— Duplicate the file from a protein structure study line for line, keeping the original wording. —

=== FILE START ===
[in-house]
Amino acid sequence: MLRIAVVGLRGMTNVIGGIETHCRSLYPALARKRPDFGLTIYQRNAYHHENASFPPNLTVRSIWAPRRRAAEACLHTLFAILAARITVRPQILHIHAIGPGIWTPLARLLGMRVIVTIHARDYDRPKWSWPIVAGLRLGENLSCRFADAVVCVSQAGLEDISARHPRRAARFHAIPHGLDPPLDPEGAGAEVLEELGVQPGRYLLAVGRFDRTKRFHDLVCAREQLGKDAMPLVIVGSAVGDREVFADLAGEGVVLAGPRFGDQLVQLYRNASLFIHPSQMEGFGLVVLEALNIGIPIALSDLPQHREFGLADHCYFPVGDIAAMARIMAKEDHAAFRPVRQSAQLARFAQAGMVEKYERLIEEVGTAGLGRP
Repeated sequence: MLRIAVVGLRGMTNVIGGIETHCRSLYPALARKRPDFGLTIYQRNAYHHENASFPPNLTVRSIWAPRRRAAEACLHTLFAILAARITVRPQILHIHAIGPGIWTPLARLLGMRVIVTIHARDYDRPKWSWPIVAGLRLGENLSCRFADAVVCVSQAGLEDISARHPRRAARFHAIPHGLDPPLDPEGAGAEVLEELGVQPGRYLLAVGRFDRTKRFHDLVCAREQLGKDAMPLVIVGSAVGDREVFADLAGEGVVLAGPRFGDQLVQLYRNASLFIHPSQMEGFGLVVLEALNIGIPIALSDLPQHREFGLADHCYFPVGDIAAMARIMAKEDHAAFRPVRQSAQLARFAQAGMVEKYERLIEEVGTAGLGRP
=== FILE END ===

[in-house]
Amino acid sequence: MLRIAVVGLRGMTNVIGGIETHCRSLYPALARKRPDFGLTIYQRNAYHHENASFPPNLTVRSIWAPRRRAAEACLHTLFAILAARITVRPQILHIHAIGPGIWTPLARLLGMRVIVTIHARDYDRPKWSWPIVAGLRLGENLSCRFADAVVCVSQAGLEDISARHPRRAARFHAIPHGLDPPLDPEGAGAEVLEELGVQPGRYLLAVGRFDRTKRFHDLVCAREQLGKDAMPLVIVGSAVGDREVFADLAGEGVVLAGPRFGDQLVQLYRNASLFIHPSQMEGFGLVVLEALNIGIPIALSDLPQHREFGLADHCYFPVGDIAAMARIMAKEDHAAFRPVRQSAQLARFAQAGMVEKYERLIEEVGTAGLGRP
Repeated sequence: MLRIAVVGLRGMTNVIGGIETHCRSLYPALARKRPDFGLTIYQRNAYHHENASFPPNLTVRSIWAPRRRAAEACLHTLFAILAARITVRPQILHIHAIGPGIWTPLARLLGMRVIVTIHARDYDRPKWSWPIVAGLRLGENLSCRFADAVVCVSQAGLEDISARHPRRAARFHAIPHGLDPPLDPEGAGAEVLEELGVQPGRYLLAVGRFDRTKRFHDLVCAREQLGKDAMPLVIVGSAVGDREVFADLAGEGVVLAGPRFGDQLVQLYRNASLFIHPSQMEGFGLVVLEALNIGIPIALSDLPQHREFGLADHCYFPVGDIAAMARIMAKEDHAAFRPVRQSAQLARFAQAGMVEKYERLIEEVGTAGLGRP